ORNL-state partnership lauded at dedication of computational facility
OAK RIDGE, Tenn., May 21, 2004 -- Touting potential economic benefits to Tennessee, the state's head of economic development helped dedicate a new $10 million facility Friday to house the Joint Institute for Computational Sciences at Oak Ridge National Laboratory.
The new 52,000-square-foot building establishes a unique partnership between one of the world's leading research laboratories and the state's flagship university, the University of Tennessee at Knoxville. It will also improve access to the world's most powerful supercomputers for America's scientists, universities and businesses.
"The joint institute launches a new era for the Oak Ridge National Laboratory and UT," Matt Kisber, Tennessee Commissioner of Economic and Community Development, said. "It's also an essential step as we position ourselves as a technological leader."
The joint institute is an advanced computing collaborative formed in 1991 to promote joint education and research between UT and ORNL.
The new building was funded by the state and represents a growing partnership among ORNL, UT and the State of Tennessee.
Friday's dedication follows the Department of Energy's decision last week to build the world's largest supercomputer at ORNL. The plan calls for a machine that will achieve 250 trillion calculations per second by 2007.
"It is critical that the high-performance computing industry, universities and national laboratories combine their vast resources and make computing the foundation for solving science's big challenges," ORNL Director Jeff Wadsworth said. "With the Joint Institute for Computational Sciences, ORNL is leading the way in that effort."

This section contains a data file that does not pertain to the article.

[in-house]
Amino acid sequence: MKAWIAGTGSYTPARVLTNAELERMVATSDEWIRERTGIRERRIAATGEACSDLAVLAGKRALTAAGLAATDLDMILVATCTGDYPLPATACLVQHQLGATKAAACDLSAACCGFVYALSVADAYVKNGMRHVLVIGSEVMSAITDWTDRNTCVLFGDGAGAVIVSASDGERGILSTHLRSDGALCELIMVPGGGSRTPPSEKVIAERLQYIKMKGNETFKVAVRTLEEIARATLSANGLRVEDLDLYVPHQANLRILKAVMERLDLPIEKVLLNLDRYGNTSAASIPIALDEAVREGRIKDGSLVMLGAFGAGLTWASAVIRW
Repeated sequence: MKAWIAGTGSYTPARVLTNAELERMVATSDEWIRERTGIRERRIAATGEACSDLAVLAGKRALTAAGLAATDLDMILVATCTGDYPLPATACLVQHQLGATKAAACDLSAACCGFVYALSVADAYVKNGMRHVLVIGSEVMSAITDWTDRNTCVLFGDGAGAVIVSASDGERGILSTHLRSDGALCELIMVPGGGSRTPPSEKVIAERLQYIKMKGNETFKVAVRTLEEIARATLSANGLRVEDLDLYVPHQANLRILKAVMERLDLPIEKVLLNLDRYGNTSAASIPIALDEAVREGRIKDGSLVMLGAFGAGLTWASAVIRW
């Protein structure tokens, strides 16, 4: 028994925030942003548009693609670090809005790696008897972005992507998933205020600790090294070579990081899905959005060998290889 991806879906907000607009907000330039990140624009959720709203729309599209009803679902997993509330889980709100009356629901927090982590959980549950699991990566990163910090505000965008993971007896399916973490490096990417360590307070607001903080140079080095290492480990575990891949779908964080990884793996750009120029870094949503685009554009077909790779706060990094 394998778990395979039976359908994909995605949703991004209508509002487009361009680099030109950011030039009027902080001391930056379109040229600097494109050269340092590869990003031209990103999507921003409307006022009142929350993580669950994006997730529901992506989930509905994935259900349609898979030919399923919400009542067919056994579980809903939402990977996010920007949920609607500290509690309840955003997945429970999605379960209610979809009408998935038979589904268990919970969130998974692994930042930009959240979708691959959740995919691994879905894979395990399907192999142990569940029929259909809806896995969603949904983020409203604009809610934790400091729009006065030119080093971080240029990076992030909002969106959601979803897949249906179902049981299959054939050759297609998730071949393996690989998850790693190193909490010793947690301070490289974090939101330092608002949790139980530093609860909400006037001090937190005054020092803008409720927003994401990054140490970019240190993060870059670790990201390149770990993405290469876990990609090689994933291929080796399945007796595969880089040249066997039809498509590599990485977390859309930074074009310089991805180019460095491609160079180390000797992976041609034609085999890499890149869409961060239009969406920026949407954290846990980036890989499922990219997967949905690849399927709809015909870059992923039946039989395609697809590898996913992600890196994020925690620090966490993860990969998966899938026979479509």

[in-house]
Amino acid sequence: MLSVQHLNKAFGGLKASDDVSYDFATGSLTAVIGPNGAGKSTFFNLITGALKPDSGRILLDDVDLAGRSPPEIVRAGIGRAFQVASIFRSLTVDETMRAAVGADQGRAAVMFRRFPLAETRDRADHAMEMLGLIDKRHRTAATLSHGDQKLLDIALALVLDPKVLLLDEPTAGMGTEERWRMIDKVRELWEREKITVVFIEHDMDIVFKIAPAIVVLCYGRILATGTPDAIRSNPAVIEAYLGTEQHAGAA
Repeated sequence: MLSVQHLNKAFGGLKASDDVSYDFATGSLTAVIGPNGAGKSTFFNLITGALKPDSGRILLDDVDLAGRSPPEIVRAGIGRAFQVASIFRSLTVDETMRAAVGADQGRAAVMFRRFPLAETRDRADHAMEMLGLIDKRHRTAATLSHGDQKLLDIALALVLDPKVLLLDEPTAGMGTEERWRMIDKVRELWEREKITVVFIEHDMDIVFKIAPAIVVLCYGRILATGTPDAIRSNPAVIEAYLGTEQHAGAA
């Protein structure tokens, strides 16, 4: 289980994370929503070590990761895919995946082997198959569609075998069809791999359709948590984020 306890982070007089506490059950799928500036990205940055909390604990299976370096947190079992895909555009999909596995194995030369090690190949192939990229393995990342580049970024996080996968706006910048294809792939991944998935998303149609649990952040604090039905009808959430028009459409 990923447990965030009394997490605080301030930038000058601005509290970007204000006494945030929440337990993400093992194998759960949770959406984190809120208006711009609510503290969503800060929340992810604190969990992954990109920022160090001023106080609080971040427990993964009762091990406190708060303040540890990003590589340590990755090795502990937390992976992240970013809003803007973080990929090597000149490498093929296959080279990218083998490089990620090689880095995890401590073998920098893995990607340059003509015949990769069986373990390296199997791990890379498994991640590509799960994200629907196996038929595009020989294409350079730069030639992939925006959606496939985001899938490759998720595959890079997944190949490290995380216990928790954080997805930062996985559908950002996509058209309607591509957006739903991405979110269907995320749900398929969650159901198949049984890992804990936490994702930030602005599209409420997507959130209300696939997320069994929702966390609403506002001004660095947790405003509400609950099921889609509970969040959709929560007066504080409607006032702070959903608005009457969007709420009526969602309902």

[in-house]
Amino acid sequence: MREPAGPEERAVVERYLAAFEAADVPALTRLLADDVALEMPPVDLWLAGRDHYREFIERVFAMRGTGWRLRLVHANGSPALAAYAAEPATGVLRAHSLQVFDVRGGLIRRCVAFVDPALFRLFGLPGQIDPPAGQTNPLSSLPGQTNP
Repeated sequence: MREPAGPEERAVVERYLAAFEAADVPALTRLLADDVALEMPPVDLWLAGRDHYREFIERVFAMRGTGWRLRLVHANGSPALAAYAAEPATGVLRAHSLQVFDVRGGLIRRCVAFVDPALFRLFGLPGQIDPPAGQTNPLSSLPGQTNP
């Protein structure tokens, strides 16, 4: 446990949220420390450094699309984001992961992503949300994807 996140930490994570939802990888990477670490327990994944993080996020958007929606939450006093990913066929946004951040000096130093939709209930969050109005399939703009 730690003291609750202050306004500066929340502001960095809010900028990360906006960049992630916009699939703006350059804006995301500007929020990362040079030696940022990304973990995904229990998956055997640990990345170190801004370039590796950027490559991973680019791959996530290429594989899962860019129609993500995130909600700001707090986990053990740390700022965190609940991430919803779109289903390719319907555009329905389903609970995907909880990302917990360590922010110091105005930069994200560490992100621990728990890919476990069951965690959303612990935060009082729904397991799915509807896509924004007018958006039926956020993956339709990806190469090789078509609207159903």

Wadsworth said the laboratory's university partners are in a great position to both benefit from and contribute to the computational facility.
In addition to UT, ORNL's "core" university partners are Duke, Florida State, Georgia Tech, North Carolina State, Virginia and Virginia Tech.
Thom Dunning, UT-ORNL distinguished scientist and director of the joint institute, said modern studies in biology, astrophysics, materials science, climatology and other fields rely on computational modeling and simulation.
Computational modeling and simulation also impact many industrial areas, including automobile and airplane design, pharmaceuticals, pollution prevention and weather forecasting.
Dunning said the joint institute will work closely with ORNL researchers and others to develop the software needed to take full advantages of the new computer and will use the new capabilities to solve some of the nation's most pressing scientific problems.
"The Joint Institute for Computational Sciences also will participate in the education of the next generation of scientists and engineers, ensuring that they have the fundamental knowledge of computational modeling and simulation they will need in the 21st century," Dunning said. "This will greatly increase the capacity and potential for breakthrough research and will spur industrial progress."
Source: Eurekalert & othersLast reviewed: By John M. Grohol, Psy.D. on 21 Feb 2009
Published on PsychCentral.com. All rights reserved.